Fellow venture blogger Fred Wilson and his colleagues at Union Square Ventures opined in recent posts about a correlation between an entrepreneur’s “openness” and that particular venture’s eventual success or failure. The discussion and reader comments that ensued spurred some dialogue internally here as well. Some months ago I posted about my (and virtually every other VC’s) discomfort with signing NDAs and my sometime annoyance with the entrepreneurs that insist upon them. My reasons were pretty well itemized in the relevant post, so there’s no purpose in rehashing them here.
While I have yet to unearth any solid evidence that supports the point, anecdotally I am fairly convinced that ‘openness’, in almost all its forms, has a direct and positive impact on a start-up’s long-term success. The openness I refer to is most obviously witnessed in the manner in which the founding team deals with investors and, to a lesser extent, with strategic partners and potential customers. But openness connotes quite a bit more than that. Openness is quite frankly a state of mind, an attitude, and a modus operandi for many highly successful entrepreneurs. Some of the most successful entrepreneurs I have come across in my career were irrepressible in their enthusiasm for what they were doing. As such, you sometimes could not shut them up about their companies and what it was they were seeking to do. Their excitement was infectious. Often times, that infectiousness is what drove some investors to set aside minor flaws or ambiguities in the business plan and move forward with the investment. This occurred often because the investors felt so drawn to the entrepreneur’s vision that the belief was quickly formed that the knits and knats of things would ultimately get sorted out. Yes, the devil is in the details — the thinking sometime goes – but without a compelling vision and a charismatic entrepreneur able to articulate that vision, getting caught up in the details is somewhat academic.
But there is something beyond simply being chatty with investors that has bearing upon a venture’s eventual success. In recent years it has become abundantly (and, for many investors who suffered through the 2001-03 tech bust, painfully) clear that ideas, in isolation, have little value. Execution and strategy is what is most important. The old “where the rubber hits the road” cliche comes to mind here. Secondly, ideas are typically dynamic. Like a block of wood being whittled into a fine instrument, the idea takes shape over time and with constant refinements made by outside forces. What make up those outside forces are the innumerable conversations an entrepreneur will have with venture investors, partners, colleagues, industry experts and others about his or her idea. This process of learning and refining is critical, we have found. Few successful companies launched with the original idea as its core business proposition. More often than not, the business that ultimately launched was quite different from the original concept pitched by the entrepreneurial team those many months before. In some cases, so many refinements were made due to the feedback and learning process inherent in all those conversations, that the eventual business was almost unrecognizable from the initial idea pitched to the early investors.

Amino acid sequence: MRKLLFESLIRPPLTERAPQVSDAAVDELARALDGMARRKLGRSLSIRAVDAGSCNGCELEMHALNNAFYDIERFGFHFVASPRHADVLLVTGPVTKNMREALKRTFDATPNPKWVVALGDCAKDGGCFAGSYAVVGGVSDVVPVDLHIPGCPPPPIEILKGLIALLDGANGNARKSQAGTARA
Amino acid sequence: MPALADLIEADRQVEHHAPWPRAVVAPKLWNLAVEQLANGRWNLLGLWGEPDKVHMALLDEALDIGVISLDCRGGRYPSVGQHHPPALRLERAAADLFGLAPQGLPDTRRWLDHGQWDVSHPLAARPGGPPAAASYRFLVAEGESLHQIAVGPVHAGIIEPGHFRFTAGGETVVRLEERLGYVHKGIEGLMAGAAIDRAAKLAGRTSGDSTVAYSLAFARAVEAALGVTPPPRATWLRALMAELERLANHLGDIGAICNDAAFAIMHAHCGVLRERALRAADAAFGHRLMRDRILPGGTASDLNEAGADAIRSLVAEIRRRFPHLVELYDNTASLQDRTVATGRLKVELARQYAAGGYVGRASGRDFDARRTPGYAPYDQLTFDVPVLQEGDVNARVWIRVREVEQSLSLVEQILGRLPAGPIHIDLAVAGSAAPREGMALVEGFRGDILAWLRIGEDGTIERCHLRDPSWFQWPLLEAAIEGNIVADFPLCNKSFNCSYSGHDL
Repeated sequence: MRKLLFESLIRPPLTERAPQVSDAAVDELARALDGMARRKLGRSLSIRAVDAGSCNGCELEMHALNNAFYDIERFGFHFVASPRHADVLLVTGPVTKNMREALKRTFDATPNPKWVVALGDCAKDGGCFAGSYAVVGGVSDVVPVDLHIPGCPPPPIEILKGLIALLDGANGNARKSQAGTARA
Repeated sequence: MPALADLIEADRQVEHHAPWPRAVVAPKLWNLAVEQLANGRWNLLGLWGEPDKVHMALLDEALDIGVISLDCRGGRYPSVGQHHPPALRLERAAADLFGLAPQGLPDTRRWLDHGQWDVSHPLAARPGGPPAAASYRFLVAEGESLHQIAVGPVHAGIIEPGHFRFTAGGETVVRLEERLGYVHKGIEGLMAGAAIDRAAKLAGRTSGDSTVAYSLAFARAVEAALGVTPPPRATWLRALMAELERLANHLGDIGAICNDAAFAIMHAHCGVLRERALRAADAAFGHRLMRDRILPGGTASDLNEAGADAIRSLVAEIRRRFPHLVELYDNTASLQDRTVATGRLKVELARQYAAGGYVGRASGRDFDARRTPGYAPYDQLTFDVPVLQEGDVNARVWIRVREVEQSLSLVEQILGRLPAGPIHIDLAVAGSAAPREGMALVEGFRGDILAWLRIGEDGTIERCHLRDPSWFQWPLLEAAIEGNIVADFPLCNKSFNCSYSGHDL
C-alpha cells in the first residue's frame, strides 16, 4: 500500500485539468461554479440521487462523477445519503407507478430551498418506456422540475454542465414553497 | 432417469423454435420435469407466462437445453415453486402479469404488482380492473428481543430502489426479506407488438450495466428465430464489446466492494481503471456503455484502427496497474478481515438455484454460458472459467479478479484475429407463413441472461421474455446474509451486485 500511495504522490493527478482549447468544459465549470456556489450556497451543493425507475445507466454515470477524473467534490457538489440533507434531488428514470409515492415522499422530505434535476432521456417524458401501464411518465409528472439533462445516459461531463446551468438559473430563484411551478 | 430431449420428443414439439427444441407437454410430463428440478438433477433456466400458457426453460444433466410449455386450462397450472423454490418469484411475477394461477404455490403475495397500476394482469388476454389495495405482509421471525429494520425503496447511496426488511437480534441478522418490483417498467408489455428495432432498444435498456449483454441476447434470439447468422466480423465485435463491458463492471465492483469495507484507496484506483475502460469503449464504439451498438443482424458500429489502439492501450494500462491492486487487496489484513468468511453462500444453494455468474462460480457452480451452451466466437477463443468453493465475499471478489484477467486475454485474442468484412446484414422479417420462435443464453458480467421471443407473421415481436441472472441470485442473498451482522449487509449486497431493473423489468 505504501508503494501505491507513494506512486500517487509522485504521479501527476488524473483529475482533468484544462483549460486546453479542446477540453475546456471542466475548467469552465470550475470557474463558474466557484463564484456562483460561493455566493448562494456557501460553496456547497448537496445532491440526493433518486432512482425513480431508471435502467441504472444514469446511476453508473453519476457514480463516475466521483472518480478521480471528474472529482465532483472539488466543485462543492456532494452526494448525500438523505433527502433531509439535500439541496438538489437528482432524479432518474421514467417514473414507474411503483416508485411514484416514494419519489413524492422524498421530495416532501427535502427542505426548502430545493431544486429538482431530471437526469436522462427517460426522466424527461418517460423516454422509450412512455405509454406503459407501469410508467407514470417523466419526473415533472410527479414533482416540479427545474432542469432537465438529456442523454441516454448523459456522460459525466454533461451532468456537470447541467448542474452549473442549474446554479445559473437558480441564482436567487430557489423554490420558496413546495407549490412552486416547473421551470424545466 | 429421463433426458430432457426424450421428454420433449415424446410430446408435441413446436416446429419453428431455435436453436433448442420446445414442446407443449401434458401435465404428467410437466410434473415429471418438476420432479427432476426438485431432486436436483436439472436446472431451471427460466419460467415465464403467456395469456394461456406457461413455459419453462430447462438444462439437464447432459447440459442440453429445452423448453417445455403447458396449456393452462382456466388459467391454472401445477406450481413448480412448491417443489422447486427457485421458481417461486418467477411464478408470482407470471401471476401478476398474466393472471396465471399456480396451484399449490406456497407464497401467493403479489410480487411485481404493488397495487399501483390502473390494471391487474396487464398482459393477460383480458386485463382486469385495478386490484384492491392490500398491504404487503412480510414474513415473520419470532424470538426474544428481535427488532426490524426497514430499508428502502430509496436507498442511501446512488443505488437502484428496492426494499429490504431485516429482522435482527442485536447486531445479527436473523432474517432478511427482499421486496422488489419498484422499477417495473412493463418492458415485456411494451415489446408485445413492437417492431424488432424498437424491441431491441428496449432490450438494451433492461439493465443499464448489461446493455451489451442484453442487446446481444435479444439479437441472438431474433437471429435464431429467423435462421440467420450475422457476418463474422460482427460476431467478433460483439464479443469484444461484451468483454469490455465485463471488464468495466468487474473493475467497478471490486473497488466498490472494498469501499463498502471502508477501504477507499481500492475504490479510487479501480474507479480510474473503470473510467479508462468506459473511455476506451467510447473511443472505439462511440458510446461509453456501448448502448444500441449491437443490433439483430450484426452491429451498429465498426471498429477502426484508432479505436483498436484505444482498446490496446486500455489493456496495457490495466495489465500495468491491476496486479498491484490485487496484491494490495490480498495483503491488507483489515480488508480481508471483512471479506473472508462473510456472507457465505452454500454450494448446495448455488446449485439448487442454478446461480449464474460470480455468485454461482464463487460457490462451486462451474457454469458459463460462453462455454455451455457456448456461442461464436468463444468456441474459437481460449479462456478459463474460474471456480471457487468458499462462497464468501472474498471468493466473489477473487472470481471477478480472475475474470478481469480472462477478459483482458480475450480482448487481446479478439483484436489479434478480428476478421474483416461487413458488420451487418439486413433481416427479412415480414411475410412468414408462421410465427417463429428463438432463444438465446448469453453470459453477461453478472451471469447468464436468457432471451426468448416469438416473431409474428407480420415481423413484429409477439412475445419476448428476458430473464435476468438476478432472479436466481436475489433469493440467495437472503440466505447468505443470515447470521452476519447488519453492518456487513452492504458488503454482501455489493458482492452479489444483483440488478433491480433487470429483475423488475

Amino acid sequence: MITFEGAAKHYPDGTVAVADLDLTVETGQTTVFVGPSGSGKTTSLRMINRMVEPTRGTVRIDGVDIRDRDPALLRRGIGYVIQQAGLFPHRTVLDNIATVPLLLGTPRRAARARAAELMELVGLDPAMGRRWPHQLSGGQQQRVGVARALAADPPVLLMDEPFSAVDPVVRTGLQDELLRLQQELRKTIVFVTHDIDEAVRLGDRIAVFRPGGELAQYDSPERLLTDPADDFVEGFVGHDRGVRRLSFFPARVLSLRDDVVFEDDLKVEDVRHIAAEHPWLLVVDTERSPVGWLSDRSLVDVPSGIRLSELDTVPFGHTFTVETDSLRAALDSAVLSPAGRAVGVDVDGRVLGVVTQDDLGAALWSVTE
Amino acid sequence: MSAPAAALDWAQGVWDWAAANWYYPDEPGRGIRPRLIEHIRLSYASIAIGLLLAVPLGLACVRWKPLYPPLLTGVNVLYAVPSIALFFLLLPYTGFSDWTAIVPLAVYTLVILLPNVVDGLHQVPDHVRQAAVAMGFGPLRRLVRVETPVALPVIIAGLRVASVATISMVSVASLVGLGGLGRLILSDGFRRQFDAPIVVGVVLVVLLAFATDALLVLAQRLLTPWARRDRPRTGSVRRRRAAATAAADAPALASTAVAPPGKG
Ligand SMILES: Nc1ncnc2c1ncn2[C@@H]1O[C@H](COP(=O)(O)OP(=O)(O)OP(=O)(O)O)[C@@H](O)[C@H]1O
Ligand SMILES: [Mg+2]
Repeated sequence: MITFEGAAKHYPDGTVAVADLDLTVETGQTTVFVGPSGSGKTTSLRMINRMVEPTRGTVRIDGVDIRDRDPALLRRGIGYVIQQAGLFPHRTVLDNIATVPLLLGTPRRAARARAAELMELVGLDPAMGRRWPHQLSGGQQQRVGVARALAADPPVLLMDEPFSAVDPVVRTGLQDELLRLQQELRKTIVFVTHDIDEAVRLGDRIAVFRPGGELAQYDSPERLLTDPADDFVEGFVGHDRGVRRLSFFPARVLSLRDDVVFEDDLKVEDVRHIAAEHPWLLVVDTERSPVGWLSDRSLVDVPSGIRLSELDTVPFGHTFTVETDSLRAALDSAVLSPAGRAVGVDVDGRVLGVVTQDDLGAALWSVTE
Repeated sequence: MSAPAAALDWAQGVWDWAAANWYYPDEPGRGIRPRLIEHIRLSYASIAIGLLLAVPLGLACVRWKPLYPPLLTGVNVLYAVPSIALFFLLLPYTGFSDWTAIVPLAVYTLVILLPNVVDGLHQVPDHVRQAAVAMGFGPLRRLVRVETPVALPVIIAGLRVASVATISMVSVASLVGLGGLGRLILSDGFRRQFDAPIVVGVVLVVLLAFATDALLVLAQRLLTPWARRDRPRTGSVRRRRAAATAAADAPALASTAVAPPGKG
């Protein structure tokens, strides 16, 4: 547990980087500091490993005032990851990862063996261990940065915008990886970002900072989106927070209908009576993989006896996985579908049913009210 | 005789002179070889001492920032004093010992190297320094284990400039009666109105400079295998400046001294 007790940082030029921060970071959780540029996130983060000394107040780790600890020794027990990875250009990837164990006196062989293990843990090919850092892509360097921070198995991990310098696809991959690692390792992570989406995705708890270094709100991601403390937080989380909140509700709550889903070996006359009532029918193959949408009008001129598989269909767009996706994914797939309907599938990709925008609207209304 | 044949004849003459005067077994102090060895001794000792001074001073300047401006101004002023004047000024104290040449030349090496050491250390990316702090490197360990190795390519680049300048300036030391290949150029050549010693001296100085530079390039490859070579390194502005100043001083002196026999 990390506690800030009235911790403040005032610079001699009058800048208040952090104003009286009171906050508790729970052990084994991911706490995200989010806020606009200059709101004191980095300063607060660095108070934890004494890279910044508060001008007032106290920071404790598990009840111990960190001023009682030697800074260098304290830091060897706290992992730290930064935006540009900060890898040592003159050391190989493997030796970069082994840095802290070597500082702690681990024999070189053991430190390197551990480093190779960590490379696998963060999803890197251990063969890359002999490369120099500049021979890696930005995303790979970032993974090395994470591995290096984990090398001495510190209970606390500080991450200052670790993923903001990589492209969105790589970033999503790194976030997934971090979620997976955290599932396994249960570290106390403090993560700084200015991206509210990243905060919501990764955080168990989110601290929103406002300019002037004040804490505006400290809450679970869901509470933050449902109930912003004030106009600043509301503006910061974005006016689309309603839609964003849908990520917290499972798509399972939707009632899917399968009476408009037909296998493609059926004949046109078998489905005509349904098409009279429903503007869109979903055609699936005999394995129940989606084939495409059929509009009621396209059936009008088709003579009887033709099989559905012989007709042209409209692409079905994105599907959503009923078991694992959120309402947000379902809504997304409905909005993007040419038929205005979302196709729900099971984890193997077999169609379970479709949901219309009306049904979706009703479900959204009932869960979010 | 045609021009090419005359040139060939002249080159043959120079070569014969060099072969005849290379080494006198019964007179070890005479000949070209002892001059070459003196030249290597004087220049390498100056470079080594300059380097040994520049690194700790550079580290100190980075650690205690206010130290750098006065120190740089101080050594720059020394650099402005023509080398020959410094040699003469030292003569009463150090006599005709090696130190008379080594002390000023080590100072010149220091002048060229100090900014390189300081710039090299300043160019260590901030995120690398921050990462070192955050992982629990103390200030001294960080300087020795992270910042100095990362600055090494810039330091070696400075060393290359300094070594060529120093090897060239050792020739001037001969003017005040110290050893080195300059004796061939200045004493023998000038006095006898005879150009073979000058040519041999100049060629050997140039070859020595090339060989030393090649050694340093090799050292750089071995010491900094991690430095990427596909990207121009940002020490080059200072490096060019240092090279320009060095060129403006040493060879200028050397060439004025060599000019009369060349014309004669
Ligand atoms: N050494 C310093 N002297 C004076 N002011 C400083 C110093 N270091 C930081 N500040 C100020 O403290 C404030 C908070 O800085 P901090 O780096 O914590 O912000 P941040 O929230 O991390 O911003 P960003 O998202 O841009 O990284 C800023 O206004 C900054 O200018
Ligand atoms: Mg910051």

Some may regard these wholesale changes to a business concept as a bit of a failure, or as “mission creep.” In fact, I submit that these refinements to a business concept, when done in a methodical, rationale way, is what is healthy and, ultimately, what is rewarding. Moreover, I am nowadays more concerned when I see very little pre-launch modifications to a business because it indicates that there has not been sufficient data gathering and ongoing conversations up until this point with customers, partners and others that will ultimately determine the fate of the business.
Like anything else, there are exceptions to adopting a culture of openness. Clearly, one-on-one meetings with direct competitors about the core concept of the eventual business is typically ill-advised as would be speaking with the press or others when there are no clear rules on what is confidential and what is not. Setting those instances aside, my view is that the benefits of being open about your business and seeking input from others far outweigh the potential costs and risks of doing so. Being secretive has its place, but very few great companies were launched without a lot of input from outsiders and a LOT of discussions with customers and partners. Cutting yourself off by imposing restrictions on what is discussed or demanding NDAs from people who are genuinely interested in helping is a good way to cripple a promising company.